People-centric security
People-centric security refers to that shift cybersecurity professionals need to make in their cyber strategies. Unlike security teams, criminals are focusing more on people and less on infrastructure.

“IT security professionals need to focus on their people, understand who their most exposed people are and map the vulnerability of each employee because the threat profile varies greatly depending on the job role, seniority and the employee’s access to sensitive information and systems,” says Cosgrove.

For example, HR will typically be targeted by fake CVs with malware hidden in macros while marketing professionals, who leverage cloud-based collaborating tools, will be targeted through credential phishing, where cybercriminals steal the username and password to get access to intellectual property and company’s data.

To protect against business email compromise and other social engineering attacks requires a combination of technology, processes, and people.

From a technical perspective, there are tools that organisations can leverage such as machine learning-enabled secure email gateways, whose algorithms should be able to check the authenticity of an email by analysing the language used. Words like ‘urgent’, should throw up red flags for example, Cosgrove warns.

Also, ITSec can put warning tags on emails. If an email says it is coming from one of the executives, but its source is external, it should be flagged as it could be spoofing the identity of one of the executives.

On the process side, some organisations have put measures in place that would prevent an invoice from being paid out if they cannot authenticate the identity of the person sending the email. And there are readily-available authentication standards such as DMARC, which prevents criminals from hijacking your domain to trick employees and business partners, says Cosgrove.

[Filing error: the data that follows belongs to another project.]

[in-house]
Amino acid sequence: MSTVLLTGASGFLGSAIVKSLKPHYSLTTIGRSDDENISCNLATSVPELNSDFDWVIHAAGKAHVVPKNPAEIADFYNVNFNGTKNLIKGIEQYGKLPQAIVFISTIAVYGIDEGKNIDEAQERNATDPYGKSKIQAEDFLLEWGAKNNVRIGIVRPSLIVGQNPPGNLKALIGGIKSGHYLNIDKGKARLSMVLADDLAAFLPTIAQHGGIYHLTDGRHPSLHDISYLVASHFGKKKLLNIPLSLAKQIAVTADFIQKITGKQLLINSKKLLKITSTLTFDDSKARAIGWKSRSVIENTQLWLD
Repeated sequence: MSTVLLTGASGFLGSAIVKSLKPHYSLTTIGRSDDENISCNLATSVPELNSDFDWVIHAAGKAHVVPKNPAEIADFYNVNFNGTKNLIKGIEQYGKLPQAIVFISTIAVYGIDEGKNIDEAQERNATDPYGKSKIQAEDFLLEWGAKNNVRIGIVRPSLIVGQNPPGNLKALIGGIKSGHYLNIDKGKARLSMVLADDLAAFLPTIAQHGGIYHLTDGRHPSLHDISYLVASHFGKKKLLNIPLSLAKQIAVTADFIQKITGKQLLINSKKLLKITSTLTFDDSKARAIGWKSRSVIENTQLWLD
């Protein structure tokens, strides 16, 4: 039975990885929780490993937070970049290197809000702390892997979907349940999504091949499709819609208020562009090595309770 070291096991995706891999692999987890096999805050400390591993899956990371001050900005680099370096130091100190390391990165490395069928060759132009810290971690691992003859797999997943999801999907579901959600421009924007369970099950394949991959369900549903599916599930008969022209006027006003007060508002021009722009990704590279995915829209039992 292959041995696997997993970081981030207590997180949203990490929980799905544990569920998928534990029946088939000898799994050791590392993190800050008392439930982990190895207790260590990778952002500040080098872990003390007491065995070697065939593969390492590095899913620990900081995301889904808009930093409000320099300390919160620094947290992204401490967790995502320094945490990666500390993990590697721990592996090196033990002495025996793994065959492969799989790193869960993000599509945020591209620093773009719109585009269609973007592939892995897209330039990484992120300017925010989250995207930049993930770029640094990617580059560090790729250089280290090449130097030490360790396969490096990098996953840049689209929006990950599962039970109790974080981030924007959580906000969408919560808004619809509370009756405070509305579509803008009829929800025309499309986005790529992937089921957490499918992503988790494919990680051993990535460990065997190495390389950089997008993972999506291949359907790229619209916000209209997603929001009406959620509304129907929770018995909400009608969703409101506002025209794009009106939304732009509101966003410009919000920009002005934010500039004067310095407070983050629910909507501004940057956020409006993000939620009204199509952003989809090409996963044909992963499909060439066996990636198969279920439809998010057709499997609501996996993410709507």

To solve the people equation, cybersecurity training should be on-going, targeted and relevant to the threats facing each individual in the organisation. If employees come across anything that looks suspicious, it should be automatically forwarded to security, and if malicious, security will remove it from their inbox. “This way, we’re starting to change behaviour and bringing employees into the security fold,” she says.

Cybercriminals will continue to target people for the simple reason that it works. The FBI has estimated that $26bn was lost to business email compromise and compromised email accounts between 2016 and 2019. And these are only the cases that have been reported. Individual organisations have lost millions and made headlines.

It is thus fundamental that organisations focus on implementing a people-centric security strategy. “Focus on understanding your business better than the criminals do,” says Cosgrove.

The shift to remote working brought on by the Covid-19 pandemic has expanded the attack surface for organisations. Remote workers are not protected by layers of technical controls available within the enterprise, Cosgrove observes. “The only way then to protect remote employees is by identifying those vulnerable users and implementing controls to protect them, regardless of their location”, she adds.